As welcome as such changes have been, explanations for the nation’s plummeting homicide rate remain elusive, stymieing economists, criminologists, police, politicians and demographers. Have new police strategies made a difference, or have demographic shifts and population migrations steered the change? Could the reasons be as simple as putting more bad guys behind bars, or does credit go to changes made a generation ago, such as taking the lead out of gasoline or legalizing abortion?
Mass shootings such as last year’s searing incidents in Newtown, Conn., and Aurora, Colo., have put gun and mental-health policies back atop the nation’s agenda. But the narrative of crime over the past two decades runs in a different direction. Law and order has largely vanished as a political issue — in 1994, more than half of Americans called crime the nation’s most important problem; by 2012, only 2 percent of those surveyed by Gallup said so.
Today, there are more theories about why crime has fallen than there were slayings on Hanover Place in the past decade.
The drop in deaths from firearms and in slayings overall — over the past two decades, homicide declined by 80 percent in the District and overall crime fell by 75 percent in New York City — has come even as the economy has tanked, the number of guns owned by Americans has soared and the number of young people in the prime crime demographic has peaked.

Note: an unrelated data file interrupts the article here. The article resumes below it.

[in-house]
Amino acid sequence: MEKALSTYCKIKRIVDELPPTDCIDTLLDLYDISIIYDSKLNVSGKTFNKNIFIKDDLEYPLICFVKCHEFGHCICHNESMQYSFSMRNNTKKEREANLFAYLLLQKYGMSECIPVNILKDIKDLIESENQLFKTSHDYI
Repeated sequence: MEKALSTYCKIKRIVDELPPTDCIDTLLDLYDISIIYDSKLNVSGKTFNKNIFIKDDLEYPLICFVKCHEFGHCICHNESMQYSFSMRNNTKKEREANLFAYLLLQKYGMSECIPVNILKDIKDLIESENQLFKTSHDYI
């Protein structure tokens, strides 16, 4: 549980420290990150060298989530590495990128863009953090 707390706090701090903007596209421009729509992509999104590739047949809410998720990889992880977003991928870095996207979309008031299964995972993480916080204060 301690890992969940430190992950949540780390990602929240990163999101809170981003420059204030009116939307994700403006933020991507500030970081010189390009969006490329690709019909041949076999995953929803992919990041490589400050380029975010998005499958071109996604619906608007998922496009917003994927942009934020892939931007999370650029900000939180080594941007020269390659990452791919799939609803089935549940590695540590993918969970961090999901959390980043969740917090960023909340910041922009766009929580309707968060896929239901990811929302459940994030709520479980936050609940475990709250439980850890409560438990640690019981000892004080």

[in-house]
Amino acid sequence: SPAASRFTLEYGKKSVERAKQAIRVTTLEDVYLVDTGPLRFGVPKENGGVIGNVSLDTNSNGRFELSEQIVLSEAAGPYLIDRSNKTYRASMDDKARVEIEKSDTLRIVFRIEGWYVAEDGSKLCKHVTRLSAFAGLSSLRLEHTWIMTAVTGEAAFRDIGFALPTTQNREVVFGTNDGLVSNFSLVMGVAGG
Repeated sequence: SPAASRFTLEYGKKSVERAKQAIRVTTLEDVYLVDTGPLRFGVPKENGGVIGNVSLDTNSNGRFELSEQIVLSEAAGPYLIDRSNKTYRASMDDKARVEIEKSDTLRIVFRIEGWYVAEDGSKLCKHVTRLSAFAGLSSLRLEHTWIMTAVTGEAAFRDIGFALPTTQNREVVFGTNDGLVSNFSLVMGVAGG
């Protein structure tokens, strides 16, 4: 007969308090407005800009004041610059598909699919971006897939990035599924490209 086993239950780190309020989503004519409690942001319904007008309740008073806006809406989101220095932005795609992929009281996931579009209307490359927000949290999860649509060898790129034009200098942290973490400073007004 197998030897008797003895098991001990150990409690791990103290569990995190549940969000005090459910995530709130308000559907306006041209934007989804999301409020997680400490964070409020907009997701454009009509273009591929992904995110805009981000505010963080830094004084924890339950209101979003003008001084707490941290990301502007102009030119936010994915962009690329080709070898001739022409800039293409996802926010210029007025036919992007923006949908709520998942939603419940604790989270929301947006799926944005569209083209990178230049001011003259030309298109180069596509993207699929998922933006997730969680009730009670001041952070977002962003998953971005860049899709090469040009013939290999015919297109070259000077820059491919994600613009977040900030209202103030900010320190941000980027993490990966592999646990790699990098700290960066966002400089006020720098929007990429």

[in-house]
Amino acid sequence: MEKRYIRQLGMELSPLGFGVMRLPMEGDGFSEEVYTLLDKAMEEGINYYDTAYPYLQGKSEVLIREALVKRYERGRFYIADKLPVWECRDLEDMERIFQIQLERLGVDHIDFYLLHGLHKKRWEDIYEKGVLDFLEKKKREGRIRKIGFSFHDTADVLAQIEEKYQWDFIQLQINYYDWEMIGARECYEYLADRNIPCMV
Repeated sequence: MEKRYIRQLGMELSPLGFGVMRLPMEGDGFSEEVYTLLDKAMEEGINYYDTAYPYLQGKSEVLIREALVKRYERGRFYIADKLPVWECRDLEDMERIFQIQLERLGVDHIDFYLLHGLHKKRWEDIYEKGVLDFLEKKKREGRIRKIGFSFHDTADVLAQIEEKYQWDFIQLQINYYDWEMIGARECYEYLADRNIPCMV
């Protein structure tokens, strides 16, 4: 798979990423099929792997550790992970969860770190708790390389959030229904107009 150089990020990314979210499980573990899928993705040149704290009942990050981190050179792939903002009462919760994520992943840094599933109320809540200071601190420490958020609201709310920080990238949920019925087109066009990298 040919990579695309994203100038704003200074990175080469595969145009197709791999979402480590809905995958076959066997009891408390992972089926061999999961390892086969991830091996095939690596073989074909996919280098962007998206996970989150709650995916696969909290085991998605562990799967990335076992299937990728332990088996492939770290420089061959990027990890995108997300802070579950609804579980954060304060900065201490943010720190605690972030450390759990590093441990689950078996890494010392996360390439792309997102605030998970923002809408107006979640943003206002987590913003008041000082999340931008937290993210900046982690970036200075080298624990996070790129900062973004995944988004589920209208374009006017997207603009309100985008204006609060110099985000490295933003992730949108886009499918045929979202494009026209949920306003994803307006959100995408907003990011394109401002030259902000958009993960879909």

“There has been a real drop in crime, and anyone living in New York or Washington sees it,” said David Greenberg, a New York University sociologist who has tested theories for the decline. “In principle, we should be able to explain it, but it’s easier to determine what factors don’t contribute than it is to say what does.”
On Hanover Place, residents are quick to name two reasons the nights when they heard as many as 75 gunshots are a fading memory: The cast of characters has changed, and the police cleaned out the place.
Starting in the mid-’80s, D.C. police focused on the open-air drug market Hanover Place had become. Emptying onto North Capitol Street, Hanover could not have been better designed for drug dealing and the gun violence it spawns. Entered through a warren of alleys, the street gave bad guys any number of quick exit routes — through back yards, walkways and unmarked alleys — but prevented police in squad cars from seeing anything from adjacent streets.